Conditions for Customer Ownership
Primary Hazard Considerations
Always wash your hands thoroughly after you handle your cockroaches, its food, or anything it has touched. Cockroaches should be handled sparingly and gently.
Cockroaches are available year round and are bred in the lab. Cockroaches will arrive in a paper container (or a paint can) with a moist paper towel. They can be kept in this container for 3–5 days before moving them to a new home. They should be 1–2 inches long and reddish brown.
- Any escape-proof container with holes for oxygen exchange. We use plastic or glass terrariums with screen tops. Line the container with organic soil or non-cedar woodchips. Cockroaches prefer the dark which can be accomplished by providing hiding places. These can be as simple as empty paper towel/toilet paper tubes or egg crates. Cockroaches don’t mind being crowded, and with many hiding places you can easily house 10–20 cockroaches per square foot of space.
- Ideal temperature is about room temperature with 35%–45% (or moderate) humidity. Cockroaches are very hardy and have been know to survive extreme temperatures.
- Food: Cockroaches are scavengers and will eat almost anything. We provide them with fresh vegetables and dry dog food.
- Water: Provide water for your cockroaches with a wet sponge or cotton ball (do not allow to dry). We use a wick system which is a loosely covered jar with water in the bottom and a cotton wick to provide a moist surface the roaches can drink from.
- Care: The habitat does not need to be cleaned often but if it develops mold or fungus, remove the growths immediately.
- Method of Reproduction: Sexual, The female lays her fertilized eggs in a long brownish egg case called an ootheca. The female deposits her ootheca within a few days of formation, and it contains about 15 eggs. It is dropped, or glued to a surface with an oral secretion.
- Sexing: Both males and females have a pair of slender, jointed cerci (a pair of simple or segmented appendages at the posterior end of various arthropods that act as sensory organs). The male American cockroaches have a pair of styli (spikes) between the cerci while the females do not. The wings of the male extend beyond the end of the abdomen, while the females’ do not.
- Egg: contained in a case called an ootheca which is dropped from the body . Eggs are left to hatch into nymphs about a month after fertilization, depending upon the temperature.
- Nymph: molts approx. 13 times in 5-20 months before becoming sexually mature (an adult). It is an example of incomplete metamorphosis.
- Adult: (This is the form you receive) The adult American cockroach lives for about 1 more year and can reach 3-4 centimeters long. The adult American cockroach does have wings, and can fly, although it seldom does. The cockroach prefers to “glide” rather than fly.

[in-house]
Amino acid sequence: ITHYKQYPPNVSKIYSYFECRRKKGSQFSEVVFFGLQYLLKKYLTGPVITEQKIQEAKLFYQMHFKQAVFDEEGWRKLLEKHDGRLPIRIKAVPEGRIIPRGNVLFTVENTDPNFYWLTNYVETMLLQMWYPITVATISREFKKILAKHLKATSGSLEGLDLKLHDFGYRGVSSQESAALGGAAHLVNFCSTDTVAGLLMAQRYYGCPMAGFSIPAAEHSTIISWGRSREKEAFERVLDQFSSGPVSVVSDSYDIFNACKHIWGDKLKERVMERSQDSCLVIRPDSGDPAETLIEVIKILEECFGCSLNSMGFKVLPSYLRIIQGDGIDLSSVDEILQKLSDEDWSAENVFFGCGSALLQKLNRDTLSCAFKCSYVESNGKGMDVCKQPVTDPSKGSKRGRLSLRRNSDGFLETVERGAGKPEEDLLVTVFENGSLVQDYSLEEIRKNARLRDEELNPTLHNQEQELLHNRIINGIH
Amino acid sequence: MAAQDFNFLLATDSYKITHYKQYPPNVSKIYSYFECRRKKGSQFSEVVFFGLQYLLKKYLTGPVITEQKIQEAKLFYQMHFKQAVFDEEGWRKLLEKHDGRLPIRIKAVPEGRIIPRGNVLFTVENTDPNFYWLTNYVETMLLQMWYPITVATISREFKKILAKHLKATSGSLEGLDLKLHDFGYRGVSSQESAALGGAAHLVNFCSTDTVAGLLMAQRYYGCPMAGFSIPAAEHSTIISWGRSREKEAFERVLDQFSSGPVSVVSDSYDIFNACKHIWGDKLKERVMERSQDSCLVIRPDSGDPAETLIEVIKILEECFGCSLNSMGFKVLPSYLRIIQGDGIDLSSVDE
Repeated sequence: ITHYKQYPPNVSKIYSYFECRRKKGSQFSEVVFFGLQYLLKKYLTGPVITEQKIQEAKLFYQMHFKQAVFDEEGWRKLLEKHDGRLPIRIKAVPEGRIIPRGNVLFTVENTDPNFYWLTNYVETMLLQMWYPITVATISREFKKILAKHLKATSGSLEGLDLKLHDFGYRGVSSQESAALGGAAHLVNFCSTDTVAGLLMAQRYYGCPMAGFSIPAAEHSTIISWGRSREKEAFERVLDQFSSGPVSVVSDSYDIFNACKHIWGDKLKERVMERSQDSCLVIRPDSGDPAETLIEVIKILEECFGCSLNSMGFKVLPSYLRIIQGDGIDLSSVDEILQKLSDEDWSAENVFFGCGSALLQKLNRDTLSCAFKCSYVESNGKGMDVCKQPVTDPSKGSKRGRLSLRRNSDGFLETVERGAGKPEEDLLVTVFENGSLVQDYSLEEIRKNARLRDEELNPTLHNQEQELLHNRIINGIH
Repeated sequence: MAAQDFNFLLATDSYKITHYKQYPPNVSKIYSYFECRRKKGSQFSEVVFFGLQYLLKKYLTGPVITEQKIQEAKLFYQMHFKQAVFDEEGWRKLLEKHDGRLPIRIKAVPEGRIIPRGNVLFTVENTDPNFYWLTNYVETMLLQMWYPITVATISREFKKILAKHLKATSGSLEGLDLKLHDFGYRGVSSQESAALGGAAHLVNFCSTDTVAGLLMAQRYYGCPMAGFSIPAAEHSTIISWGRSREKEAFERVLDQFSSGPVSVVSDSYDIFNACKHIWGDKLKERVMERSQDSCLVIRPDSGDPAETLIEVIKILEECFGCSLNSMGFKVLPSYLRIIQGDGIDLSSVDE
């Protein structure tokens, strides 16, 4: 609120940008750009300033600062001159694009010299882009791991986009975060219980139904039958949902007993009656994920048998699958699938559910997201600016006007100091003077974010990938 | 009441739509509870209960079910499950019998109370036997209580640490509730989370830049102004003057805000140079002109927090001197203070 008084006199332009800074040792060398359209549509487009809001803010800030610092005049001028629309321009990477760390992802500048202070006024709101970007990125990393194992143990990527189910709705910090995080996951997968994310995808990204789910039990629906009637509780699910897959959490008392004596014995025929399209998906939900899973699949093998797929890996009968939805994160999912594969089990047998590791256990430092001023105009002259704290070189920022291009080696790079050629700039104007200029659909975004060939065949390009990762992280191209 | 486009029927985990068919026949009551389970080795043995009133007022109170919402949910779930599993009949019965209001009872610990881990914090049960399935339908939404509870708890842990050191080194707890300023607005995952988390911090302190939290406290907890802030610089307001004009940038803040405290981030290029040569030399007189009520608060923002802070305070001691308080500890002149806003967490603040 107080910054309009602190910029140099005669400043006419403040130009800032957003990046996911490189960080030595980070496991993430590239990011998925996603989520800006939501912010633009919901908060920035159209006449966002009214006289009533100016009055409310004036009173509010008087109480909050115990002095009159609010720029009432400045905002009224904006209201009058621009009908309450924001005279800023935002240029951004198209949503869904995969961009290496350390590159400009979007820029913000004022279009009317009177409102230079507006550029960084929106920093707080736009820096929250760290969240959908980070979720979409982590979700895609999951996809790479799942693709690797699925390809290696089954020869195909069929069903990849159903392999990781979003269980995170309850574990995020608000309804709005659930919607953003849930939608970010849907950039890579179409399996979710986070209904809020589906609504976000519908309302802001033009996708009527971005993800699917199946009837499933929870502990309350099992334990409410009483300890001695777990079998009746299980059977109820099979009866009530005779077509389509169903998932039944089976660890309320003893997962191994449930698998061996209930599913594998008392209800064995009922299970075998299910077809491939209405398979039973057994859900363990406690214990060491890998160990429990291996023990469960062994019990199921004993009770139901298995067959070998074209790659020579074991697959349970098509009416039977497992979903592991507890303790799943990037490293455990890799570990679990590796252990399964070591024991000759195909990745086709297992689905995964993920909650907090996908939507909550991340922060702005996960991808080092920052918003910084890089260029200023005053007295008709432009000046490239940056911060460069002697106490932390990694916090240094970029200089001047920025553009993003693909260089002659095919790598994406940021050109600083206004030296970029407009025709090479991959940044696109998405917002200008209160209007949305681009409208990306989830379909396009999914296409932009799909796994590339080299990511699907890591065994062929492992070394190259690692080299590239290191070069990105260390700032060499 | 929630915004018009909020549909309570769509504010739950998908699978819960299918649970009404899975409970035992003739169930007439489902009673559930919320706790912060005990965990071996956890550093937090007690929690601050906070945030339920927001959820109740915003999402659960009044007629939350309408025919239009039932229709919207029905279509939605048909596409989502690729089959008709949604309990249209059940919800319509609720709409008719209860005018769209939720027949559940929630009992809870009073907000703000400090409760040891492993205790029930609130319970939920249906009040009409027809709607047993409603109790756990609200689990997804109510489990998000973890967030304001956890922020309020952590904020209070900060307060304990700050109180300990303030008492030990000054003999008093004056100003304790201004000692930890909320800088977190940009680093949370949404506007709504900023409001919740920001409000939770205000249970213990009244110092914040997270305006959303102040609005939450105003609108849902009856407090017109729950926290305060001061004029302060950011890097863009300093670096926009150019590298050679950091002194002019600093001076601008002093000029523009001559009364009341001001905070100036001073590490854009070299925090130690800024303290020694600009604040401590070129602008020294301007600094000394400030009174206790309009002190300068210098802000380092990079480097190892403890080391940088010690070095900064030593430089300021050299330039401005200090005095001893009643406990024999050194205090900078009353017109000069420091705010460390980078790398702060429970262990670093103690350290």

- American Cockroaches are native to subtropical habitats of forests and grasslands and were introduced centuries ago from Africa, by human trading across the oceans. The specific name of Americana is misleading due to its African origin. The American Cockroach has many predators including frogs, toads and salamanders. There is a parasitic wasp that deposits its eggs into the oothecia so that the larva can feed on the eggs of the cockroach.
- The cockroach is found in caves, mines, cesspools, sewers, sewage treatment plants, in garbage, dumps, anywhere there is a significant amount of food, water and darkness. Many species of bacteria, virus, fungi, and protozoa, as well as worms, have been isolated from field collected American cockroaches. Cockroaches can also soil items with their excrement and regurgitation. Adults can live at approximately two to three months without food, a month without water, and can survive extreme temperatures.
- The American cockroach is a typical example of incomplete metamorphosis. It is also widely used in experiments on physiology and testing insecticides
- We do not recommend releasing any laboratory animal into the wild, and especially not insects that are considered to be pests or are not native to the environment.
- Adoption is the preferred disposition for any living animal.
- If the insects must be euthanized at the end of study, follow one of these procedures:
- Put them into a container or bag and freeze for 48 hours
- Place the organism in 70% isopropyl alcohol for 24 hours
- Autoclave the organism @ 121C for 15 minutes
- A deceased specimen should be disposed of as soon as possible. Consult your school’s recommended procedures for disposal. In general, dead insects should be handled as little as possible or with gloves, wrapped in an opaque plastic bag that is sealed (tied tightly) before being placed in a general garbage container away from students.